The Federalist's senior editor Mollie Hemingway is ridiculing several news outlets that claim Republican accusations of questionable behavior by Fulton County election officials at State Farm Arena, purportedly caught on video, had been debunked, rebutting the reports with affidavits and even other news reports.
Hemingway, 46, the author of "Justice on Trial," about the Senate hearings of Brett Kavanaugh's nomination to the Supreme Court, dismissed a report by "Lead Stories" and then The Washington Post, Newsweek, and others, which appeared to anoint government officials as the sole arbiters of whether anything nefarious occurred.
At issue: a video that purportedly showed a handful of election workers telling observers and other ballot counters to leave State Farm Arena in the evening because of burst water pipe. Once the room was cleared, the remaining election officials uncovered suitcase-like containers from under draped tables — containers alleged to contain thousands of ballots that were then processed without the observers on hand.
Lead Stories, The Washington Post, and others quoted election officials as saying no one was asked to leave and characterizing the activity as normal.
"Leaving aside whether relying solely and uncritically on government officials' claims constitutes anything close to a 'fact check,' let's look at the claim that party observers were never told that counting was over for the night," Hemingway wrote.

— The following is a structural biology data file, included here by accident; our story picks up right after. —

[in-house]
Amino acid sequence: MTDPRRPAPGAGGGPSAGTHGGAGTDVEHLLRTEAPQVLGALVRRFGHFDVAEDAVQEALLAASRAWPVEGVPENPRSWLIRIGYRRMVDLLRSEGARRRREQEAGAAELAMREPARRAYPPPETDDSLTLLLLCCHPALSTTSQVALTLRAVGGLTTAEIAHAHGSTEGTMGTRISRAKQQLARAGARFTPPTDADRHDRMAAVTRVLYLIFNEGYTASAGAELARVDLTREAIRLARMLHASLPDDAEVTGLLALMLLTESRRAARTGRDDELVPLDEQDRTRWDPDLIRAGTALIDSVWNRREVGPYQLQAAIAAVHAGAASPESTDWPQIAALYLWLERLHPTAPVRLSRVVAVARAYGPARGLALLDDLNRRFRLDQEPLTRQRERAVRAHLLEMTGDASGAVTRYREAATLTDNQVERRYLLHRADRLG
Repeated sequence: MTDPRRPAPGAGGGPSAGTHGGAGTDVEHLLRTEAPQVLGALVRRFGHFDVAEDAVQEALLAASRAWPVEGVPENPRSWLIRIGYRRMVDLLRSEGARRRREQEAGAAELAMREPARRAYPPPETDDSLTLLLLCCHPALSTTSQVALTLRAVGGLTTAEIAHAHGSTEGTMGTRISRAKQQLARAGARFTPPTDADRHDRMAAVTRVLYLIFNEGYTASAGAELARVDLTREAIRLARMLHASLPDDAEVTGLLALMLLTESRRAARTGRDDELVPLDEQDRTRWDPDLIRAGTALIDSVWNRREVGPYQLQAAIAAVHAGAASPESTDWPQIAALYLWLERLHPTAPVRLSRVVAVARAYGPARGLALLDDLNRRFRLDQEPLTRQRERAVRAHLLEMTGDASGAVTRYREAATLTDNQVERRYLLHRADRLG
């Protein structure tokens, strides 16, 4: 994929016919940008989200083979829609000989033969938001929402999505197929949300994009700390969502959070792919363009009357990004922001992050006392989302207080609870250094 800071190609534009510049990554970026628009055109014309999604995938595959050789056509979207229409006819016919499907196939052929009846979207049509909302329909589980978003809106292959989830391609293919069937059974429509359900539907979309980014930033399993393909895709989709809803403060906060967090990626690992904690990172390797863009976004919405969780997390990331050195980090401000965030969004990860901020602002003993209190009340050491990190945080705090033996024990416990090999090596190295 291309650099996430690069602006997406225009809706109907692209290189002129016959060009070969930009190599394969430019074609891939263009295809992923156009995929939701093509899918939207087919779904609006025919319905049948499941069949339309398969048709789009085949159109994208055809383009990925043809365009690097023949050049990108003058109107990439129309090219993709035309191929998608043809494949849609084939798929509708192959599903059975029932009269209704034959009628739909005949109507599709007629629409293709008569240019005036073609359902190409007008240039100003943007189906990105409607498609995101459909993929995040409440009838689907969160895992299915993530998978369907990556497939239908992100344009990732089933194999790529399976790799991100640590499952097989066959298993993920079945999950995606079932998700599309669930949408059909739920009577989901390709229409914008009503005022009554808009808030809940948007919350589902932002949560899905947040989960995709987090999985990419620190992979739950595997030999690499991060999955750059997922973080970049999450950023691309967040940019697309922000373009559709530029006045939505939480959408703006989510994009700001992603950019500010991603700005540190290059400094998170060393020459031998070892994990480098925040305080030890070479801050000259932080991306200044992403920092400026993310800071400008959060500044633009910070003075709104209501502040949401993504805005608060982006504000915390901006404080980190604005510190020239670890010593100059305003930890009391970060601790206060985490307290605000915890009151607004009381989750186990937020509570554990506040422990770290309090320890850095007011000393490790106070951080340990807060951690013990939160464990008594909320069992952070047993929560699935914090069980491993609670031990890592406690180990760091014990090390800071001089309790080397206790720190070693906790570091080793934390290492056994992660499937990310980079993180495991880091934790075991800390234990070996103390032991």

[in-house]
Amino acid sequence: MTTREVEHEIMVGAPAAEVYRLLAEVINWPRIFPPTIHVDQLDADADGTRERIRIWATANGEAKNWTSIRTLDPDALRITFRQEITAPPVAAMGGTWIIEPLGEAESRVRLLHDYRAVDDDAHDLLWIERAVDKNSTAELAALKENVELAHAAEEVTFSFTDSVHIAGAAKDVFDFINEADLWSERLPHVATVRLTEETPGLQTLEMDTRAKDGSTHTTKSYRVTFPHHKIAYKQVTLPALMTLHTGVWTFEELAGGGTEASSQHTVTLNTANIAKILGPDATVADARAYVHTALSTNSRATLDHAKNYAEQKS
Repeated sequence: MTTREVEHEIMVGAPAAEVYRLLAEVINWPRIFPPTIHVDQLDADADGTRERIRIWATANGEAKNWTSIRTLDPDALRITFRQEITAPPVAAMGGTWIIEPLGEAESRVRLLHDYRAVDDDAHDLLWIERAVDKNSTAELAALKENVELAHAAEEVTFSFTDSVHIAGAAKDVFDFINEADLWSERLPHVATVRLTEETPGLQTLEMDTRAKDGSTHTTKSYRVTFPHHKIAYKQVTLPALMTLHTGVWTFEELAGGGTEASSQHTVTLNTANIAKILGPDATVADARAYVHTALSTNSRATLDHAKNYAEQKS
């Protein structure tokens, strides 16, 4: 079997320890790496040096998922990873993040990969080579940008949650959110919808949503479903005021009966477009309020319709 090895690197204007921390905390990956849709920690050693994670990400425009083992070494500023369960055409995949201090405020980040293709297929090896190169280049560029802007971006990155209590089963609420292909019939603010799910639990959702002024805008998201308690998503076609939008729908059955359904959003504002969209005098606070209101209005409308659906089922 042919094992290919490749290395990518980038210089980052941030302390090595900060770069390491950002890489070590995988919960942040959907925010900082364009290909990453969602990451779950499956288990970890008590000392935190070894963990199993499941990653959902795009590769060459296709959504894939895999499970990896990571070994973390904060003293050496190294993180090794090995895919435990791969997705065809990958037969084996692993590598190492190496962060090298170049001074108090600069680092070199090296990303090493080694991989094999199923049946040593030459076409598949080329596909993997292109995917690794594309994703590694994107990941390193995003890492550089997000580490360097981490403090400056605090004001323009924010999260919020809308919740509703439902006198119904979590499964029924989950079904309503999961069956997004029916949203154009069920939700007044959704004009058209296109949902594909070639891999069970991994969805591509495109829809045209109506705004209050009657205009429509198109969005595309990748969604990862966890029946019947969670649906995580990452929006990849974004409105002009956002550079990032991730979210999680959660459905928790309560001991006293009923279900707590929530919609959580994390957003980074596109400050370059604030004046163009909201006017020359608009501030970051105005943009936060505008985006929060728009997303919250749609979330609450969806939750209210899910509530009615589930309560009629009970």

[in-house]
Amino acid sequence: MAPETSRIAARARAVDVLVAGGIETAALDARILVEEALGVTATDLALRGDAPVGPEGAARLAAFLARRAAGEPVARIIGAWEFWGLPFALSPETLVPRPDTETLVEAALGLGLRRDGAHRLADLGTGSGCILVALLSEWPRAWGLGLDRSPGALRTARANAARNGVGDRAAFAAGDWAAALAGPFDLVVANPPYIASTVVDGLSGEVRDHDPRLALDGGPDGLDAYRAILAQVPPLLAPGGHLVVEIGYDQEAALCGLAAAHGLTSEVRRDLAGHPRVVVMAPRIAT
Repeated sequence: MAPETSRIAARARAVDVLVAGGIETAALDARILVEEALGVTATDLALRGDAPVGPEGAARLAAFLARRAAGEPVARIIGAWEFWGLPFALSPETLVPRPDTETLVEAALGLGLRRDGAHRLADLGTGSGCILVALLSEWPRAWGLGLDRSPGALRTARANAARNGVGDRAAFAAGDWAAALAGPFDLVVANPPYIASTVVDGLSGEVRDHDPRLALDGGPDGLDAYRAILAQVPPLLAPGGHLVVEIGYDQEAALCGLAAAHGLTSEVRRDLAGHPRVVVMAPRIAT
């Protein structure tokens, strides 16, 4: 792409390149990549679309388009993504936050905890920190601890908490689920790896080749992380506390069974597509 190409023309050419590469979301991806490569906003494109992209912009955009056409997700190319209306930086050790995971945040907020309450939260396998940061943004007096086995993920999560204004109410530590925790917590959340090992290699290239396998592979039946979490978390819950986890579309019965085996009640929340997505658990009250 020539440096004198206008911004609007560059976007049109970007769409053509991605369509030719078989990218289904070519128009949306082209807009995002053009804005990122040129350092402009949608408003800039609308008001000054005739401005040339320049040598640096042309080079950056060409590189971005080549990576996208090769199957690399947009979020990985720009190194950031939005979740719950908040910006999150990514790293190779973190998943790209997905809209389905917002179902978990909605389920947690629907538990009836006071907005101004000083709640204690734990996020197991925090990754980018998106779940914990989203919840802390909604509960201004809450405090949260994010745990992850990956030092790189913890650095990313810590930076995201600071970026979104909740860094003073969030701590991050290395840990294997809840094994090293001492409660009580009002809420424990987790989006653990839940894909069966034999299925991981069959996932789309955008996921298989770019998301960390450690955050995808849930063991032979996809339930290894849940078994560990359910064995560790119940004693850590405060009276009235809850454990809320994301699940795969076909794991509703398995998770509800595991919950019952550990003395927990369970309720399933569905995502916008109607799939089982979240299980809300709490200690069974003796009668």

She then noted how two Republican poll observers swore under oath they observed a woman they assumed was the supervisor "yell out" to most workers after 10 p.m. to stop counting and return at 8:30 a.m. the next morning.
This, she said, was buttressed by an ABC News report which said ballot counters were told to go home and counting had stopped. Their source was Regina Waller, the Fulton County public affairs manager for elections.
However, Lead Stories quoted Frances Walton, chief investigator for the Georgia Secretary of State, as saying no was asked to leave, according to information provided to the "media liaison who was present that night."
"While Lead Stories doesn't name the media liaison, the media liaison who was present that night, according to the affidavits, was Regina Waller, the Fulton County public affairs manager for elections," Hemingway wrote.
"OK, so on the one hand you have sworn affidavits from observers saying that supervisors told ballot counters to go home for the evening shortly after 10 p.m., and a video showing everyone leaving en masse at that time.
"And on the other hand, you have two government officials promising that no one was told that counting was over."
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